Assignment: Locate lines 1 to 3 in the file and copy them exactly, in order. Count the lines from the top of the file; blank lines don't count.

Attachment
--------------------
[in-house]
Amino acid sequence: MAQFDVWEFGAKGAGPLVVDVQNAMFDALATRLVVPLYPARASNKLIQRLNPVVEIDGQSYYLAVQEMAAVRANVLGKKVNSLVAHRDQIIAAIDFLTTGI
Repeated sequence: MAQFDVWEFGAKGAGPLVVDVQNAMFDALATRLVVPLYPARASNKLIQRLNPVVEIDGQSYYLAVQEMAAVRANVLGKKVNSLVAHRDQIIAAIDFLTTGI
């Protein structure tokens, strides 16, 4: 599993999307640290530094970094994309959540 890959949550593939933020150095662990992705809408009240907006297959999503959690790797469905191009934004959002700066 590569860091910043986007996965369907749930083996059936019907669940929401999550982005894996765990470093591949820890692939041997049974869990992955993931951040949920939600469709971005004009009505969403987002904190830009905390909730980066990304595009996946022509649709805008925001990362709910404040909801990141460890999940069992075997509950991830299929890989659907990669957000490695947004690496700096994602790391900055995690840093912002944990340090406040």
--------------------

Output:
[in-house]
Amino acid sequence: MAQFDVWEFGAKGAGPLVVDVQNAMFDALATRLVVPLYPARASNKLIQRLNPVVEIDGQSYYLAVQEMAAVRANVLGKKVNSLVAHRDQIIAAIDFLTTGI
Repeated sequence: MAQFDVWEFGAKGAGPLVVDVQNAMFDALATRLVVPLYPARASNKLIQRLNPVVEIDGQSYYLAVQEMAAVRANVLGKKVNSLVAHRDQIIAAIDFLTTGI